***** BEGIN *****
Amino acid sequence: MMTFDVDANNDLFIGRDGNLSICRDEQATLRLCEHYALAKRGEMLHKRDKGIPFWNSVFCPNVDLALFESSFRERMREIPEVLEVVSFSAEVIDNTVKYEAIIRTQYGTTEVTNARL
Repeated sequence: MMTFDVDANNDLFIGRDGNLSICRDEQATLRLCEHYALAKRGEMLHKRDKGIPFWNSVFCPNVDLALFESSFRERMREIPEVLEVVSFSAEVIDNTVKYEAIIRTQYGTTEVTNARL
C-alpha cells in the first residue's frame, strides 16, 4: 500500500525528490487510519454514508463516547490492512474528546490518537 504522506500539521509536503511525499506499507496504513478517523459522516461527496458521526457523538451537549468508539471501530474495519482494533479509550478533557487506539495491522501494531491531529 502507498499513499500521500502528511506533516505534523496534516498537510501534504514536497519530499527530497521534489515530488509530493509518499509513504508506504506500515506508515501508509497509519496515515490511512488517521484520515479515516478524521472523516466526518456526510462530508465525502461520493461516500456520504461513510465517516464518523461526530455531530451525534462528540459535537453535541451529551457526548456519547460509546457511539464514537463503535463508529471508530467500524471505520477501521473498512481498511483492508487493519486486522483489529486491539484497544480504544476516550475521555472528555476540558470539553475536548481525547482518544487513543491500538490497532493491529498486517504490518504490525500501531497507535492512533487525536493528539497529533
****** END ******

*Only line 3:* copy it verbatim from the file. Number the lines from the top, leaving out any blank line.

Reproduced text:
C-alpha cells in the first residue's frame, strides 16, 4: 500500500525528490487510519454514508463516547490492512474528546490518537 504522506500539521509536503511525499506499507496504513478517523459522516461527496458521526457523538451537549468508539471501530474495519482494533479509550478533557487506539495491522501494531491531529 502507498499513499500521500502528511506533516505534523496534516498537510501534504514536497519530499527530497521534489515530488509530493509518499509513504508506504506500515506508515501508509497509519496515515490511512488517521484520515479515516478524521472523516466526518456526510462530508465525502461520493461516500456520504461513510465517516464518523461526530455531530451525534462528540459535537453535541451529551457526548456519547460509546457511539464514537463503535463508529471508530467500524471505520477501521473498512481498511483492508487493519486486522483489529486491539484497544480504544476516550475521555472528555476540558470539553475536548481525547482518544487513543491500538490497532493491529498486517504490518504490525500501531497507535492512533487525536493528539497529533